How can I share data with my collaborators?
Do I need to share my data once the research has finished?
What benefit is there to sharing data?
How can I make my data accessible?
Who can help me with data sharing at the University of Glasgow?
If you want to share data with external collaborators during your research, consider:
- Online file sharing services such as Microsoft SharePoint or the University's OwnCloud service, which store a copy of your files online and allow you to grant others access;
- Secure file transfer such as https://transfer.gla.ac.uk/ in which you post your data online for download by colleagues;
- Using portable storage media e.g. CDs, memory sticks etc (sent by post / courier as required). Make sure you use encryption if you’re posting sensitive data – see encryption advice on our security page.
Sharing on a peer-to-peer basis doesn’t make it easy for external people to find your data. If you want to increase the visibility of your research and ensure it's properly cited, consider depositing in the University's Data Repository.
It’s possible there are specific requirements on you to share your data.
- Many research funders expect data sharing wherever possible. The Digital Curation Centre provides an overview of funders’ data policies including data sharing requirements;
- Some publishers, e.g. the Nature Publishing Group, require authors to make data available as a condition of publishing. There is also a growing trend to link publications to the datasets which underpin the findings;
- Research data can be requested under Freedom of Information legislation.
It's easier to meet access requests if your data are organised and well-documented, so plan early.
Sharing data can be daunting. Many researchers fear they’ll lose their competitive edge, are wary others will misinterpret their data and have concerns about their methods being open to scrutiny.
There are lots of benefits to be gained though – just think about what you get from using other people’s data. For example, access to data:
- Allows independent validation of results;
- Increases the impact and visibility of research;
- Makes best use of investment by avoiding replication;
- Leads to new collaborations and partnerships;
- Advances science when datasets are combined in new and innovative ways.
If you plan for data sharing, you can find a method of providing access that you’re comfortable with.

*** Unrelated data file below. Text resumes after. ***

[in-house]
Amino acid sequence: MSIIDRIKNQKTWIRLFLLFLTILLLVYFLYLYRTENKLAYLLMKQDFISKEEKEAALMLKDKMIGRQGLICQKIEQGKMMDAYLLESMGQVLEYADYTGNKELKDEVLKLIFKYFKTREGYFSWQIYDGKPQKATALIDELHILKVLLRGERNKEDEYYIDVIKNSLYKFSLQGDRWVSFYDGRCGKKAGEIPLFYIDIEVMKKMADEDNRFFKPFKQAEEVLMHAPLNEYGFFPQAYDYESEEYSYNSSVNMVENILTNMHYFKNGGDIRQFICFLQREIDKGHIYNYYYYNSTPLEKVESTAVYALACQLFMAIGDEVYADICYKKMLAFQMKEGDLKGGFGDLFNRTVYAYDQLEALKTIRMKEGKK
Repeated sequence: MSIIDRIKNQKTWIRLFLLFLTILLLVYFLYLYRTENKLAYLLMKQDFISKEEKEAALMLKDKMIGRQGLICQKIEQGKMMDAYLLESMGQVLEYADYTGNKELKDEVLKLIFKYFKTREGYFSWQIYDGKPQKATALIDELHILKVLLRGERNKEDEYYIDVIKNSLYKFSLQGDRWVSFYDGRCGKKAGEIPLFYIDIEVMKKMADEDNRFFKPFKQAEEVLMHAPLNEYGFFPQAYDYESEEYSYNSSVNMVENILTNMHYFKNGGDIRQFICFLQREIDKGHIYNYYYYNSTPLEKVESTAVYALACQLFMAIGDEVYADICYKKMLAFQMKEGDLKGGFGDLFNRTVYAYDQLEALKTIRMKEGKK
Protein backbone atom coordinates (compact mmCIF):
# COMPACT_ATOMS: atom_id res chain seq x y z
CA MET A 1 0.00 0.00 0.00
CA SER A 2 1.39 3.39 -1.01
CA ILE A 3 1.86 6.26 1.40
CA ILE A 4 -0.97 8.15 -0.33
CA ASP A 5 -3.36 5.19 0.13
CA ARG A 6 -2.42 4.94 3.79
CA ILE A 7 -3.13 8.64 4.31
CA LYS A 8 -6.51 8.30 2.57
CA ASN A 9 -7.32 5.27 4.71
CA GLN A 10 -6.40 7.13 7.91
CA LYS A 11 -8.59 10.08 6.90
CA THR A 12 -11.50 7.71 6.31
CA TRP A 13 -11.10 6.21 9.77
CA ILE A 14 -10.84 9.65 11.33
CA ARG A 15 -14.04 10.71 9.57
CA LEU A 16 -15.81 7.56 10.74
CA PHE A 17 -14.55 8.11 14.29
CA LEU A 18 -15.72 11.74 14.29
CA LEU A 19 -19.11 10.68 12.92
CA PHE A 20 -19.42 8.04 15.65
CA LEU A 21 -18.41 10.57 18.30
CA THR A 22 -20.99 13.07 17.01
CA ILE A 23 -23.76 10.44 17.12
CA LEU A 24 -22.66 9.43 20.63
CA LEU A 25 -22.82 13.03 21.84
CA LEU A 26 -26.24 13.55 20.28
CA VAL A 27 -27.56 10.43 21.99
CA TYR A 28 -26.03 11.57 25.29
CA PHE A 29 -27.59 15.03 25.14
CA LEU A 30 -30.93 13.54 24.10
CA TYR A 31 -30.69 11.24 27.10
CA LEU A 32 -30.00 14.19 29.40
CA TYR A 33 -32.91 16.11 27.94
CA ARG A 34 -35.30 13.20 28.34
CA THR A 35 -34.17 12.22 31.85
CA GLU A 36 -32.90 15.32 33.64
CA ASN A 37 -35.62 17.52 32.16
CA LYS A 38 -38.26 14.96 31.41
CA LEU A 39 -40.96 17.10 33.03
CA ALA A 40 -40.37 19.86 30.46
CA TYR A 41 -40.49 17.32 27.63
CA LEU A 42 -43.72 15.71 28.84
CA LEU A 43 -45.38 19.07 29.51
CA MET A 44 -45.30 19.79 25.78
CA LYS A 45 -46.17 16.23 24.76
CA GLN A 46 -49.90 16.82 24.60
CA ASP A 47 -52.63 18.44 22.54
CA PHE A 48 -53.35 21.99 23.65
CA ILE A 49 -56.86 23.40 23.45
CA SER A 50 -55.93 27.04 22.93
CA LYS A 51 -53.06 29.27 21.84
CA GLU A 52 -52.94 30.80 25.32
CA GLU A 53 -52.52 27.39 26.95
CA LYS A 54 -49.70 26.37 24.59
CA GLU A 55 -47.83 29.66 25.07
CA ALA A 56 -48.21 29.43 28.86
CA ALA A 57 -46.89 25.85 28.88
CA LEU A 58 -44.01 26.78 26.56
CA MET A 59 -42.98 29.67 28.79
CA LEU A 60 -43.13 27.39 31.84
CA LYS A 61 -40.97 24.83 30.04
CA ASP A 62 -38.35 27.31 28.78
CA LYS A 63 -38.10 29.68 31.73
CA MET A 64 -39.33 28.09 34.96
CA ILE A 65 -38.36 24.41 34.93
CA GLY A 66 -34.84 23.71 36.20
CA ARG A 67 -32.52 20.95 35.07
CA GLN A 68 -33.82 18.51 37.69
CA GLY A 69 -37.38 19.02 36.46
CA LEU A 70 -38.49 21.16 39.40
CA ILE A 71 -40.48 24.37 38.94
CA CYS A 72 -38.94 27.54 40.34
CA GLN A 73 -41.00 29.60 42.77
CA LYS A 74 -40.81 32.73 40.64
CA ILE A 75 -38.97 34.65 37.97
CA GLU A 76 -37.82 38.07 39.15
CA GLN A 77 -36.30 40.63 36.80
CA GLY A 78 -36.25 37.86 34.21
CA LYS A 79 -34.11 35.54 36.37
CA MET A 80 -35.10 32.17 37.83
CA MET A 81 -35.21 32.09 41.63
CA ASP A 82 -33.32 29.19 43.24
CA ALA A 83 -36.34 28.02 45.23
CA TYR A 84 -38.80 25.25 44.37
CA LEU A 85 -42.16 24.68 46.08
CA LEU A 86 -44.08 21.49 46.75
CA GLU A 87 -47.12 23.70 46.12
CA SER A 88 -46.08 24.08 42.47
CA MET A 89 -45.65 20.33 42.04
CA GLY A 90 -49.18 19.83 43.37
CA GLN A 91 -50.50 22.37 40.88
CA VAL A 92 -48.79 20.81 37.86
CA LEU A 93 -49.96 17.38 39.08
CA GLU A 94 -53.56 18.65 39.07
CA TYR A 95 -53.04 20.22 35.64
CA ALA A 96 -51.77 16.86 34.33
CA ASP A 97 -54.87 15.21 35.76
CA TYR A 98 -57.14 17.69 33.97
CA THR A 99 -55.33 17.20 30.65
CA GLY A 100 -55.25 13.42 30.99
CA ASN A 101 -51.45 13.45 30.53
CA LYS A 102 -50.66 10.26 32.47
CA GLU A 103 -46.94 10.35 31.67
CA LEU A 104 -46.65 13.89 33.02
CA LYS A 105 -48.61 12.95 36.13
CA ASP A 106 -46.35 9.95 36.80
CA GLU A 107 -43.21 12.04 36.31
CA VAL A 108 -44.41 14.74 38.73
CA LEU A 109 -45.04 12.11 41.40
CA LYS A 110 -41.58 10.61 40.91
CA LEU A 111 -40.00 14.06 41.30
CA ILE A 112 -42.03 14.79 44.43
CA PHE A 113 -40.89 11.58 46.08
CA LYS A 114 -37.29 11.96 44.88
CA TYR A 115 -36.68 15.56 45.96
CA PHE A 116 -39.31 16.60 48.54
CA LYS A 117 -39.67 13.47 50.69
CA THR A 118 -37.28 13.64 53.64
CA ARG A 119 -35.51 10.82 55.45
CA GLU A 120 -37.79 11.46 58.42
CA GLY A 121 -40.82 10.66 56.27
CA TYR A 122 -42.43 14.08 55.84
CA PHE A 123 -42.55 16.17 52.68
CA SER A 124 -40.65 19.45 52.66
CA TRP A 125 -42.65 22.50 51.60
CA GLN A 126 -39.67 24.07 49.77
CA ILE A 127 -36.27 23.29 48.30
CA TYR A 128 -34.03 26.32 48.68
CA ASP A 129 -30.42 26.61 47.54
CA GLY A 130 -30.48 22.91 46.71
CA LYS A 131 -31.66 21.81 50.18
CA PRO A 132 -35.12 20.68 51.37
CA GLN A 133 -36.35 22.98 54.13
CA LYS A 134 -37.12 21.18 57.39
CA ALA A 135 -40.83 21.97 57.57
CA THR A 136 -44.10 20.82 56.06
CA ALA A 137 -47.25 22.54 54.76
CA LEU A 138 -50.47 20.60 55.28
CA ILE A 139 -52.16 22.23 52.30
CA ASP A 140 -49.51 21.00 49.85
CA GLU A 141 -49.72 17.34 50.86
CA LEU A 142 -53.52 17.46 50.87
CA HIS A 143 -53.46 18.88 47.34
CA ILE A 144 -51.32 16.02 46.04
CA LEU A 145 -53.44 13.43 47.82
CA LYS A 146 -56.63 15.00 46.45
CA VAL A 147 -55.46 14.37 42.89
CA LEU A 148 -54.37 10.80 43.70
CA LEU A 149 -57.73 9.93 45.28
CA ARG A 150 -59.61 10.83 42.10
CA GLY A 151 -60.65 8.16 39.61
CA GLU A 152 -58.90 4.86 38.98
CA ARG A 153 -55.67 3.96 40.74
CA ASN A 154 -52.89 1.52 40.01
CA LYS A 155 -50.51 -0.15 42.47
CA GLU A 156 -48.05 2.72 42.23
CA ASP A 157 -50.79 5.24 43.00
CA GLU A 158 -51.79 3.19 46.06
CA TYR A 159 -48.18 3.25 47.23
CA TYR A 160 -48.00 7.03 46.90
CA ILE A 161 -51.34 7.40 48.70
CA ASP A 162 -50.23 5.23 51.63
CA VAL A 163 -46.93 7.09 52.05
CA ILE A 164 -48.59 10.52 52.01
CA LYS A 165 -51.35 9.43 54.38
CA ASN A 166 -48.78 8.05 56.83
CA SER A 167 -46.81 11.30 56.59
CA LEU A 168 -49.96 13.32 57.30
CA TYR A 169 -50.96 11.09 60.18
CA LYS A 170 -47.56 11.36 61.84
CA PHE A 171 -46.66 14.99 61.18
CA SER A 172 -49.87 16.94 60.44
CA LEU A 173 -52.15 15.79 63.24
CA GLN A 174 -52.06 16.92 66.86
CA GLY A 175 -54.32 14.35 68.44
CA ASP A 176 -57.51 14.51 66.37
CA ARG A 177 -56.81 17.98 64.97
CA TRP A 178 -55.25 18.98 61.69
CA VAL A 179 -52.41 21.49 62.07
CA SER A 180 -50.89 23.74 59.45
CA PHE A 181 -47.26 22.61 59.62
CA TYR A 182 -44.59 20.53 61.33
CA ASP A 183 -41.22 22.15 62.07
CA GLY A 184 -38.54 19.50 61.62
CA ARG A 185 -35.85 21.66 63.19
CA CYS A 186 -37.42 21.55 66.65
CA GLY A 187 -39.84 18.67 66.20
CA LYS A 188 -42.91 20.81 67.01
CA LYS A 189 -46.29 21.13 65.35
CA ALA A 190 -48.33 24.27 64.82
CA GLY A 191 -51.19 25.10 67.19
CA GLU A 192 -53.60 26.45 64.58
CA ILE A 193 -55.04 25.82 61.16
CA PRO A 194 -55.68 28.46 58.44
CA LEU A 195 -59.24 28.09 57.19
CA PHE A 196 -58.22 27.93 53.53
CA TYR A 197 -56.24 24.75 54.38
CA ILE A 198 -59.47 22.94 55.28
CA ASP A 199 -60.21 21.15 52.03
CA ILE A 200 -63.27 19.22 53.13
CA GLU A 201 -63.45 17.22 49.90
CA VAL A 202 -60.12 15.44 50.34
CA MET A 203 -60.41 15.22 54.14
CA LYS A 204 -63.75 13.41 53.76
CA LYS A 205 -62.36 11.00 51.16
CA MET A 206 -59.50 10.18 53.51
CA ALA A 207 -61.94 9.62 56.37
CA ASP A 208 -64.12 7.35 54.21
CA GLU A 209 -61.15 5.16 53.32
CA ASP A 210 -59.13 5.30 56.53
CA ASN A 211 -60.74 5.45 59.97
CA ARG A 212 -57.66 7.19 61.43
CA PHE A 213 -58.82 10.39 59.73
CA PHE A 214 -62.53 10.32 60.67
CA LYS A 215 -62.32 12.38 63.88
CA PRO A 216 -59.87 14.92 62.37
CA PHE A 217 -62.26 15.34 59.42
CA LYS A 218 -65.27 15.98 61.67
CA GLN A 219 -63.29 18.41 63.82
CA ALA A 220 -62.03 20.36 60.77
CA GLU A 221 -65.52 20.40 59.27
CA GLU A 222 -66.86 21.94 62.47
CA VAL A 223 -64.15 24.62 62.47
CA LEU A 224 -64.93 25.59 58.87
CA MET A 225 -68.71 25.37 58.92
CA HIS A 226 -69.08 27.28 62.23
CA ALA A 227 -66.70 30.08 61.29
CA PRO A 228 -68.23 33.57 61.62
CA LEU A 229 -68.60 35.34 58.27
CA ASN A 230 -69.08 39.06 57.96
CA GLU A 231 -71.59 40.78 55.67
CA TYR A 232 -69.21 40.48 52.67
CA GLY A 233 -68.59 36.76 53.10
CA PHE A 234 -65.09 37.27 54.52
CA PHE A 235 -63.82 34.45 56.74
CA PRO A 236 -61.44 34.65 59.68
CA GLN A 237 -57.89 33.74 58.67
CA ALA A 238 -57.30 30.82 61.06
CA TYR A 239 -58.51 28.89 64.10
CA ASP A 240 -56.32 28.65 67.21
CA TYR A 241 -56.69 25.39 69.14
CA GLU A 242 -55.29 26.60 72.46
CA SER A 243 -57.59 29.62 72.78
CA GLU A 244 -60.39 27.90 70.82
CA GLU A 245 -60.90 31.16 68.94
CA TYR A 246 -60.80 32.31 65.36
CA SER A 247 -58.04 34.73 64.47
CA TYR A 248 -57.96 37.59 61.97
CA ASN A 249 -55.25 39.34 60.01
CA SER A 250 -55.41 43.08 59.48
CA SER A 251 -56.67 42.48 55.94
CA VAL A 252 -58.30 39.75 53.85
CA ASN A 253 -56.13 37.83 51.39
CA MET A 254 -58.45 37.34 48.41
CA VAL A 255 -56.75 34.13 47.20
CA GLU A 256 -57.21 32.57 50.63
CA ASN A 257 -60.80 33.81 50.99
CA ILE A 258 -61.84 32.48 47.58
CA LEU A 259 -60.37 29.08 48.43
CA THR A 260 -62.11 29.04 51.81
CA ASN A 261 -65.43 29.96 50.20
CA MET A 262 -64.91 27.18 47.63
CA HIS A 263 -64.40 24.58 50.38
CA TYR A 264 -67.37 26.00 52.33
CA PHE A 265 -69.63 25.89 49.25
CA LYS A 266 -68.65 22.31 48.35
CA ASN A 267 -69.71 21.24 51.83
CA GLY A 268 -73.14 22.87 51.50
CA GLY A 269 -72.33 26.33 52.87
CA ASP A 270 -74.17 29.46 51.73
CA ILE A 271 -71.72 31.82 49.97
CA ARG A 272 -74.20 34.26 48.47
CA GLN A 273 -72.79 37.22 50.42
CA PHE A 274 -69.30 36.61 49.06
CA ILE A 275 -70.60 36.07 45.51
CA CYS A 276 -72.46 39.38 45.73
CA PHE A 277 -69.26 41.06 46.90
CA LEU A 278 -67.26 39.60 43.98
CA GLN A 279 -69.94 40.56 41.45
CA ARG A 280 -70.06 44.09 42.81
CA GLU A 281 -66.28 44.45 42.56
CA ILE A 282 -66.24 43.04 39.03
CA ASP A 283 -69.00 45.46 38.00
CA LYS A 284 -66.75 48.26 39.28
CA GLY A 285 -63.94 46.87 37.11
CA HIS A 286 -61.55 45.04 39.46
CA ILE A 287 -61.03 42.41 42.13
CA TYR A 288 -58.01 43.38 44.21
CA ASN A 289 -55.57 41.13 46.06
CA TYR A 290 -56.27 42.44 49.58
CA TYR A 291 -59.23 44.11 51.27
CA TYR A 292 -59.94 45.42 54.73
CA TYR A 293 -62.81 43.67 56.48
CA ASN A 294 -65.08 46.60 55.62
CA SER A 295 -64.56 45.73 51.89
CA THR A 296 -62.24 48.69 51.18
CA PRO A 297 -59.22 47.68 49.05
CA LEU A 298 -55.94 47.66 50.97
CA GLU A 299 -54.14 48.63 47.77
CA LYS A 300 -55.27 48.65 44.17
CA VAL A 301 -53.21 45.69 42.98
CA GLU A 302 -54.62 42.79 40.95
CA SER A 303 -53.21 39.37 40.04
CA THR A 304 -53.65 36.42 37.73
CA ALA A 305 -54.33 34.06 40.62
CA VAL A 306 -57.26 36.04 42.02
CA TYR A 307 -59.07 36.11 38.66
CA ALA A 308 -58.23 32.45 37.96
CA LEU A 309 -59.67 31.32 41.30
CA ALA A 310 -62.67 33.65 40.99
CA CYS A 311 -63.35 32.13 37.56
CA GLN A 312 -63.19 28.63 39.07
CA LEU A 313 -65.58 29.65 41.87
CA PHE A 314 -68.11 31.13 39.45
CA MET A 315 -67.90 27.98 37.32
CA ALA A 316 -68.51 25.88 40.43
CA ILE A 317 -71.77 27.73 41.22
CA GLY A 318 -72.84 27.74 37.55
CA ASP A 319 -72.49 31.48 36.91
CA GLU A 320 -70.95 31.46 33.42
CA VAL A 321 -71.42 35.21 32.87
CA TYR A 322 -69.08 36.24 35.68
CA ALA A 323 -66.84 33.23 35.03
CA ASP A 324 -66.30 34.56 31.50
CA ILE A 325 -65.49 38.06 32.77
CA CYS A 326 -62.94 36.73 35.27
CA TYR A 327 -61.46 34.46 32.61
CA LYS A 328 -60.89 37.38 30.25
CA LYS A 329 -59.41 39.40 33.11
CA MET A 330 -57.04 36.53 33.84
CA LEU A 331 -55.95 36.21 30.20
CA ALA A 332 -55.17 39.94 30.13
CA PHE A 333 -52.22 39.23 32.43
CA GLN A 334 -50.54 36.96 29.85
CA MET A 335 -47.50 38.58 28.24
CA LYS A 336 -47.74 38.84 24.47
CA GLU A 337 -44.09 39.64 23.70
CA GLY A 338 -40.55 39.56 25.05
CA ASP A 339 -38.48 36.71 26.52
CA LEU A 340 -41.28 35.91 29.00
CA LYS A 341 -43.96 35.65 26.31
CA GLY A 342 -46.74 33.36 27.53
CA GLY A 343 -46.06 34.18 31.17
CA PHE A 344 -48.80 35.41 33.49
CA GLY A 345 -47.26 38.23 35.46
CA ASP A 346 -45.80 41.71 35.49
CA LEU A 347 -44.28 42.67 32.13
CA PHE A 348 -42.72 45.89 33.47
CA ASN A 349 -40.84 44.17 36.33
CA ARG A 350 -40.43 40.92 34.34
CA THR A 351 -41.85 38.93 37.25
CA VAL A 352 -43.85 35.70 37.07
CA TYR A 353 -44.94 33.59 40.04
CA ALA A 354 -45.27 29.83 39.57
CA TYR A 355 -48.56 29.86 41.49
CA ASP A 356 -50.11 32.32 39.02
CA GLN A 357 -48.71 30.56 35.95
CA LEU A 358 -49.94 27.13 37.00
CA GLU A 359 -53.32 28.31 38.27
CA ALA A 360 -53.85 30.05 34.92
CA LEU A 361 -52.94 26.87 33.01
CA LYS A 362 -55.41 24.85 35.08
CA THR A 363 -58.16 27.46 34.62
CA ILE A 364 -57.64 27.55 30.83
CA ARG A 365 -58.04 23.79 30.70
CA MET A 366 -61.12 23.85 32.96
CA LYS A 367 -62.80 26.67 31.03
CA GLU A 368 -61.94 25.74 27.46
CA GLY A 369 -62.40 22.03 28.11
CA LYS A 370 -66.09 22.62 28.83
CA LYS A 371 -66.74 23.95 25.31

You can deposit your data with specialist data centres, archives and repositories so it’s more widely available. The DCC has a list of UK data centres by discipline, so you can check if there’s provision in your field. It might also be possible to submit your data to your journal too.
Alternatively, you may wish to make certain data and information available on the University's Institutional Data Repository Enlighten: Research Data so you can direct interested parties there rather than handling each request individually. To deposit data in Enlighten: Research Data, contact the Research Data Management Service.
You should include a data accessibility statement in any published work. This is a statement explaining where data underpinning a publication can be accessed, ideally with a link to the dataset record in a repository.
DCC overview of funders’ data policies [WEB, c.3 pages]
A summary of the main UK research funders’ policies noting the various stipulations each has, including requirements to share data. More detailed descriptions of each policy are also available.
UKDA Managing and Sharing Data guide [PDF, 28 pages, 1.16MB]
Pages 4-6 of the guide cover why and how to share data.
If you're considering licensing your data, to share on a commercial basis, look at the guides produced as part of our Dataset Licensing project (2018).
Local IT support can assist with the technicalities of how to transfer data or set up shared storage area networks.
The University's Research Data Management Service can advise on appropriate places to deposit for your data so it can be shared in the longer term.